India launches X-ray satellite to study black holes, supernovas and more (video)

India sent its XPoSat X-ray observatory into orbit on New Year's Day, in what was the first launch of 2024 worldwide.

A Polar Satellite Launch Vehicle (PSLV) lifted off from the Satish Dhawan Space Center at 9:10 a.m. Indian Standard Time on Jan. 1 (0340 GMT, or 10:40 p.m. EST on Dec. 31). 

The X-ray Polarimeter Satellite (XPoSat) entered a 404-mile-altitude (650 kilometers) orbit 22 minutes later, according to the Indian Space Research Organisation (ISRO).

Related: Facts about ISRO, the Indian Space Research Organisation

An Indian PSLV rocket lifts off from Satish Dhawan Space Center on Jan. 1, 2024 local time, carrying the nation's XPoSat X-ray satellite. (Image credit: ISRO)

The 1,034-pound (469 kilograms) XPoSat is India's first dedicated X-ray astronomy satellite. The satellite carries two science instruments: the POLIX X-ray polarimeter and XSPECT, the X-ray SPECtroscopy and Timing payload.

Data from XPoSat will be used to study cosmic phenomena such as neutron stars, black holes, active galactic nuclei and supernovae. The satellite has a planned mission lifetime of five years.

The fourth stage of the rocket that conducted the launch is also being used as an orbital platform and carries a number of payloads. The PSLV Orbital Experimental Module-3 (POEM-3) experiment carries 10 payloads, supplied by ISRO and IN-SPACe, a government agency created to promote, permit and oversee private activities in the space sector. These include experiments to test coatings made from the element tantalum, a green bipropellant cubesat propulsion unit, fuel cell tests and an interplanetary dust count measurement.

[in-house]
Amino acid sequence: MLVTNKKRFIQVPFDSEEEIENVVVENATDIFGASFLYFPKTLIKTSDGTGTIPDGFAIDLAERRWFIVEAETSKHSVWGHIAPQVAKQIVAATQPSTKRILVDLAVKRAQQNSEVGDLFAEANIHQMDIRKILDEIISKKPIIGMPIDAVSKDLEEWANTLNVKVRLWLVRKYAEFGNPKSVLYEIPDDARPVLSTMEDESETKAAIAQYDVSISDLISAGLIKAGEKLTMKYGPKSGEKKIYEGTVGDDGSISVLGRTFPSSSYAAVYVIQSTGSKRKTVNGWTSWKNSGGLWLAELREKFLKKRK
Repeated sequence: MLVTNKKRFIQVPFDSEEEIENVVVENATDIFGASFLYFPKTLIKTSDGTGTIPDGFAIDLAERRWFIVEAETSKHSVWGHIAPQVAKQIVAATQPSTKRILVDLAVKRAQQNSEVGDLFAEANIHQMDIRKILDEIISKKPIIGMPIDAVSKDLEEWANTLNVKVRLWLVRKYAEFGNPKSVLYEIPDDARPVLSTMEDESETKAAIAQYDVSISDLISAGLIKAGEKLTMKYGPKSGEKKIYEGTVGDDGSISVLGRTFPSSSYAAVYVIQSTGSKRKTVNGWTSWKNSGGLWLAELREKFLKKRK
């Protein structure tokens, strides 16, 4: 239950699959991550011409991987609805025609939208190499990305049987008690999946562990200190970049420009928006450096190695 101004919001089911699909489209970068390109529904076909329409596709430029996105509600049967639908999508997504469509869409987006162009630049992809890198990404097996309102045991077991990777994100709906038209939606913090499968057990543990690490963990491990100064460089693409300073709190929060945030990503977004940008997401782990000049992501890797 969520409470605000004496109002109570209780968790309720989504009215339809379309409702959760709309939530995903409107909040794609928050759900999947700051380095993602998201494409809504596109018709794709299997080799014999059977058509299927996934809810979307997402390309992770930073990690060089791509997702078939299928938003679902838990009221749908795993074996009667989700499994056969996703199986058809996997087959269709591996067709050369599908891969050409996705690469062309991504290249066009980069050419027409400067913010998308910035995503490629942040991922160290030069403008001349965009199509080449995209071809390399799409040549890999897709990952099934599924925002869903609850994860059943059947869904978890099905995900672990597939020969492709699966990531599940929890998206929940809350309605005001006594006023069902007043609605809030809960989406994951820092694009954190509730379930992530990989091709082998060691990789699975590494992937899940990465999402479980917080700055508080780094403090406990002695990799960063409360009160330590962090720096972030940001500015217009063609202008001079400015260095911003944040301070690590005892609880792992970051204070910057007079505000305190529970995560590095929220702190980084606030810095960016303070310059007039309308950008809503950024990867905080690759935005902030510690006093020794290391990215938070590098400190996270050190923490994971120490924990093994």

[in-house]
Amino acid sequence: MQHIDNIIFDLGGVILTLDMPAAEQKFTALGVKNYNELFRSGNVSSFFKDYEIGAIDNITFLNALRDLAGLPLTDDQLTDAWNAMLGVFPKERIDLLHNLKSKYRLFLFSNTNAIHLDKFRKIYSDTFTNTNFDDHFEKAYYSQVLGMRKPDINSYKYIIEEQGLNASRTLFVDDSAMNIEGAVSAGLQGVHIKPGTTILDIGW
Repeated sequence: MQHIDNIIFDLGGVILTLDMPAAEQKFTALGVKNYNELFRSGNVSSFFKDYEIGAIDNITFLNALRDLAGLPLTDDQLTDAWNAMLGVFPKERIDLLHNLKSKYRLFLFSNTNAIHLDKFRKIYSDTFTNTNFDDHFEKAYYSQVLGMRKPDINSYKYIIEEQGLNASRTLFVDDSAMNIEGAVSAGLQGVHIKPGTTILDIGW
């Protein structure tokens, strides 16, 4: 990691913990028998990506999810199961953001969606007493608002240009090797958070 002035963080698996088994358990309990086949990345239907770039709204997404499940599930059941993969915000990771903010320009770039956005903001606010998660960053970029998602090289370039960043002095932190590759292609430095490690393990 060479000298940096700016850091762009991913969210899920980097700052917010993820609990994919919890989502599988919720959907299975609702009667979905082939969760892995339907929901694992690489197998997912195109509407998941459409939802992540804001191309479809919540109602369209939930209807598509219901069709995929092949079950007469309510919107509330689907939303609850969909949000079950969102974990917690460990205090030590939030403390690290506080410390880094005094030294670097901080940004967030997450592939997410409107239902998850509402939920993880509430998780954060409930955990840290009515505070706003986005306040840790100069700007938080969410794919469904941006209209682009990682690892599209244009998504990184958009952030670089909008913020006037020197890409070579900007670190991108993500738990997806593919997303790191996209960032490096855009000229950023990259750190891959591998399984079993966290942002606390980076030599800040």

POEM-3 was also lowered to an altitude of 217 miles (350 km) to responsibly reduce the stage's lifetime in orbit and decrease its potential to create debris in low Earth orbit.

India's space plans for 2024 include a number of test flights for its Gaganyaan human spaceflight program. A first crewed flight is currently expected in 2025.

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Andrew Jones
Contributing Writer

Andrew is a freelance space journalist with a focus on reporting on China's rapidly growing space sector. He began writing for in 2019 and writes for SpaceNews, IEEE Spectrum, National Geographic, Sky & Telescope, New Scientist and others. Andrew first caught the space bug when, as a youngster, he saw Voyager images of other worlds in our solar system for the first time. Away from space, Andrew enjoys trail running in the forests of Finland. You can follow him on Twitter @AJ_FI.